Thrifty & Nifty Food: Part 5 What and How to Cook

Mayo, Vinegar and Hendersons mmmm As with last week I am not actually going to tell you what to eat as that is completely up to you but I am going to show you the methods I use to create a cost effective menu each week and stick within my budget. The kitchen for me is a great place to be, I love cooking and enjoy the whole process of making a delicious meal. It is definitely relaxing for impatient me as it is something productive with a instant tasty end result. Cooking and eating on a budget is definitely easier when you love it.

  • Double Ingredients or even triple- If you know you can get a large bag of carrots for only 79p (aldi) plan several meals that include carrots as a main ingredient. I would think to do a carrot and lentil soup, carrot burgers and the rest in a roast veg medley (I love that word) Bulk buy deals are often wasteful as you don’t use it in time but if you plan your meals around that one bulk item it can really save you money
  • Make too much- Seems contradictory right? not if you use that extra food in your lunch the next day rather then chuck it in the bin. Last night I made roast veg medley :D, bulgur wheat and veggie gravy, I made extra bulgur wheat and mixed it with leftover fish, some cannellini beans and salad veg with a quick dressing tossed over it for H’s lunch the next day. Simple
  • Recipes- You don’t have to own a huge collection of cook books to find recipes, if you have one good cook book that’s a start, but the internet, magazines and family and friend’s recipes can all be used to inspire you. If you look at more ways to cook and different dishes you will be able to create more varied and interesting meals.Rainbow Trout
  • Invent and Swap- Sticking to some recipes is essential especially baking ones but most savoury meals can be changed no end of times to create new and exciting flavours. If a recipes calls for fresh parsley but you’ve only got dried mint, use that in place of it. If it says cauliflower and stilton, try cheddar and cabbage instead. Get the picture. Experiment with what you’ve got because it will create something tasty and you won’t be a slave to recipes or what isn’t in your fridge.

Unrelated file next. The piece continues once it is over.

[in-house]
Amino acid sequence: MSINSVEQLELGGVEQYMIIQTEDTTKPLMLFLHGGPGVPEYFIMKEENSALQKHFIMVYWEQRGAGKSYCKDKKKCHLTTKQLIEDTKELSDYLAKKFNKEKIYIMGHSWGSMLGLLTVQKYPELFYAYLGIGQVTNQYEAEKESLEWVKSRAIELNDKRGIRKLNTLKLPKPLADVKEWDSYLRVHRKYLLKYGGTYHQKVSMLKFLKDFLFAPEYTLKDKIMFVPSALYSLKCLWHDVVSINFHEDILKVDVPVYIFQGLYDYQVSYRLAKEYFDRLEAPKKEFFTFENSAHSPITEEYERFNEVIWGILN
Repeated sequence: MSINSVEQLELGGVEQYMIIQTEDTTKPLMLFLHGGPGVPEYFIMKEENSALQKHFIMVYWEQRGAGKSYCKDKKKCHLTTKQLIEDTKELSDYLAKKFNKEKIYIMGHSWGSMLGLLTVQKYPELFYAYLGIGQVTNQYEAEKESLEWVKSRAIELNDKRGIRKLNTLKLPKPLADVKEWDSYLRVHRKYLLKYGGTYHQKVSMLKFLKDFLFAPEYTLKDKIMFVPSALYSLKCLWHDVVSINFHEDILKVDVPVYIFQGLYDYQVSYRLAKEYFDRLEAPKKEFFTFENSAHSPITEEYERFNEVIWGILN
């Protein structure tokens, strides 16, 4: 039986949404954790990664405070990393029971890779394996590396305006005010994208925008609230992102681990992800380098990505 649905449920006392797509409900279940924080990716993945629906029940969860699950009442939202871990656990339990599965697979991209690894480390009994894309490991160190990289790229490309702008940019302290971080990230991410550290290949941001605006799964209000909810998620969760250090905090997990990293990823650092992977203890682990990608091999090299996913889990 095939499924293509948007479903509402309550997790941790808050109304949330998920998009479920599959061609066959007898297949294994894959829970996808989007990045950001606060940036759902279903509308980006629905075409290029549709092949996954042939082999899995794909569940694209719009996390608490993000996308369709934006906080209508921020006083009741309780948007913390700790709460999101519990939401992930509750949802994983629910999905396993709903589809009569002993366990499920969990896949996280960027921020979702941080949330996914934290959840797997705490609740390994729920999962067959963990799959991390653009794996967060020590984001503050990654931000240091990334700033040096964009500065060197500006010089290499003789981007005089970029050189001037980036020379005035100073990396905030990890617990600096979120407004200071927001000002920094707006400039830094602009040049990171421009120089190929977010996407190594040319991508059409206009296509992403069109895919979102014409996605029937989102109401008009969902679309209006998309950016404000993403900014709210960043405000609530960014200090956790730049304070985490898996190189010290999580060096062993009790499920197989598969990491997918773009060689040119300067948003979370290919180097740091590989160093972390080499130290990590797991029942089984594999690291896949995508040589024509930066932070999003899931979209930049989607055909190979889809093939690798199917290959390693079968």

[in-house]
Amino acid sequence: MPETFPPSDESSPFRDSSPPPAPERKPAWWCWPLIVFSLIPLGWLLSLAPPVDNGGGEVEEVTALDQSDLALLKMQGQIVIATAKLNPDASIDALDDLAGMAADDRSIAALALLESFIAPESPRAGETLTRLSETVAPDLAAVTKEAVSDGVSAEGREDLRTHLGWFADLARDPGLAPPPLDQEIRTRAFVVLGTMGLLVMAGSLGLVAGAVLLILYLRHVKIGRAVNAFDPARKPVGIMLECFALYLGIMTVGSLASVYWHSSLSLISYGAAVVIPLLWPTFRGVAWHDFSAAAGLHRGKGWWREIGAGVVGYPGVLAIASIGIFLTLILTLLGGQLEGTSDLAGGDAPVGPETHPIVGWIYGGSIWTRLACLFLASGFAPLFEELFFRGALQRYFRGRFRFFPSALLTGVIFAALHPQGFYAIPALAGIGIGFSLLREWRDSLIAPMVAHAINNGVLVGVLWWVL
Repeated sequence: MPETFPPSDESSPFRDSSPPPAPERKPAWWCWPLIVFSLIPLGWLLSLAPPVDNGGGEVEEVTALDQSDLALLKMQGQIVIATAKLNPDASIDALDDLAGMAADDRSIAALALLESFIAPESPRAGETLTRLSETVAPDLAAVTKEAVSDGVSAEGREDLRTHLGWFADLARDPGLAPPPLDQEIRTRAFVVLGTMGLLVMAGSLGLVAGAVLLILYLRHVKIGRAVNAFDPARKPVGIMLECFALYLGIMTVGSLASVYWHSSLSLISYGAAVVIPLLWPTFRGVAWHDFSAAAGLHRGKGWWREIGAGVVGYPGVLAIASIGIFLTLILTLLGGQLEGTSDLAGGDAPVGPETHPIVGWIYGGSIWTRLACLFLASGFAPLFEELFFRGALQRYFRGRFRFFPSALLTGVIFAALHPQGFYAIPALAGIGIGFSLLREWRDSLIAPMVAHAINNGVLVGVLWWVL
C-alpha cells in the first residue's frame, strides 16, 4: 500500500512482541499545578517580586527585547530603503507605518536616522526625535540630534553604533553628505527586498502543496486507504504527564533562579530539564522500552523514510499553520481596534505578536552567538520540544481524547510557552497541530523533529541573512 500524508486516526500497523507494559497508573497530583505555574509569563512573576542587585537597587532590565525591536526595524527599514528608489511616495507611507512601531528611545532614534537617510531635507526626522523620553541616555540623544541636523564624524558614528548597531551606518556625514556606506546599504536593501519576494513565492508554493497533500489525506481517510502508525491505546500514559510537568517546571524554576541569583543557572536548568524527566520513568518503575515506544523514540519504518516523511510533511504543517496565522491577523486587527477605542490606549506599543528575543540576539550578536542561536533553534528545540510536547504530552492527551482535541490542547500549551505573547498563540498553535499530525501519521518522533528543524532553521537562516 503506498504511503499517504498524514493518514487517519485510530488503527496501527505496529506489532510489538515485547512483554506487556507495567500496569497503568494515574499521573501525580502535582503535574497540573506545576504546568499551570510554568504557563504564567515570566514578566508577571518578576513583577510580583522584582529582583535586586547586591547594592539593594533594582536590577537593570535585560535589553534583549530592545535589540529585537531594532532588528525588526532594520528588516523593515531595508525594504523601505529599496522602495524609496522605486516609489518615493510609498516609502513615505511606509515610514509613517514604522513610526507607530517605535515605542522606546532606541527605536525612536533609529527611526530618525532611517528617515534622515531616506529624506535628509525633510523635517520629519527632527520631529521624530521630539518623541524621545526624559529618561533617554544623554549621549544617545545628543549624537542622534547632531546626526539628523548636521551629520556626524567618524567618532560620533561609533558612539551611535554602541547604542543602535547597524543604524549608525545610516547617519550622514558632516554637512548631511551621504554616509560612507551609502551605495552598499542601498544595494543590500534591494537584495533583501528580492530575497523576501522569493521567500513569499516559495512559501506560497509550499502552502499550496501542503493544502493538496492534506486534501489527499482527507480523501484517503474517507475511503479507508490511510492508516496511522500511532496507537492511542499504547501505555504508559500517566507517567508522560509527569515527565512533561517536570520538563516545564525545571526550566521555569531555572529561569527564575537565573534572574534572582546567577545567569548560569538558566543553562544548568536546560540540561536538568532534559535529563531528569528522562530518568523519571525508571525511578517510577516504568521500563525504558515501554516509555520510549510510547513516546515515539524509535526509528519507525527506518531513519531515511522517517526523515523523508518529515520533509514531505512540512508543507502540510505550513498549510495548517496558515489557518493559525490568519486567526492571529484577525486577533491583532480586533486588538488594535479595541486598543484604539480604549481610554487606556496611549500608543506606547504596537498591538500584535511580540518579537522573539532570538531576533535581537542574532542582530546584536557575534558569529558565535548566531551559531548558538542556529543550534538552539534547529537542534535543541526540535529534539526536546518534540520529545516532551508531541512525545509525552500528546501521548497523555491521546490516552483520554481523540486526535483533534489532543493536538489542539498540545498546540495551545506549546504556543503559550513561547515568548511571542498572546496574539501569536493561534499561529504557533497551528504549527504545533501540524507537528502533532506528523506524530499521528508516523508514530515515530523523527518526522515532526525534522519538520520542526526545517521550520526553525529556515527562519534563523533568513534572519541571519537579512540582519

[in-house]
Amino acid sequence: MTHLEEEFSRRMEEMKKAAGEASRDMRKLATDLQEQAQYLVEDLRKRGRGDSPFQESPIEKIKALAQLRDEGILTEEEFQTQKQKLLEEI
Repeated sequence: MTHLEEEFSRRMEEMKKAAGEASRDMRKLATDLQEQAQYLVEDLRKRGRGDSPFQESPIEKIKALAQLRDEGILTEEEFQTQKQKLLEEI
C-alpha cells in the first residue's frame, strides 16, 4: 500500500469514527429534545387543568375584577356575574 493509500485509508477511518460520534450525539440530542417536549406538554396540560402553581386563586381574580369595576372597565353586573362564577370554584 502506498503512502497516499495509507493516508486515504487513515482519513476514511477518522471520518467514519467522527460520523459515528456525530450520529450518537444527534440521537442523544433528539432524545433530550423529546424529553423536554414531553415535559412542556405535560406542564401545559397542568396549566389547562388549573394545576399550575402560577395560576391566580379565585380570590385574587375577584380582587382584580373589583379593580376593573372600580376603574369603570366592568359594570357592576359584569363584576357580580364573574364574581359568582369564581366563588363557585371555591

• Go Veggie- As I said in part 1, the main reason I believe my food bill is lower then most is that we eat a mainly vegetarian diet. I do love meat and fish but it find it too expensive especially organic and free range that I would rather buy so I stick to veg instead and don’t miss meat just because I don’t have it everyday. Saying that if you still want to include meat in some of your meals go for big flavour meats that only need a little adding to a dish like Chorizo and smoked bacon, or only buy your meat and fish that is on offer that week. Meat free is the way to go but I know it’s not for everyone.

I hope these tips have helped you think about your food shopping in a different way and hopefully you’ll be able to start saving money on your shop. This is the end of my Thrifty and Nifty Series but next week there will be one more as a bonus! I also wanted to point out that I myself have several cookbooks but I return to the same two or three again and again. Once you find a author/chef you love and one that suggest inventive cooking then you’ll only need that one for inspiration.

Lorna

x xxx

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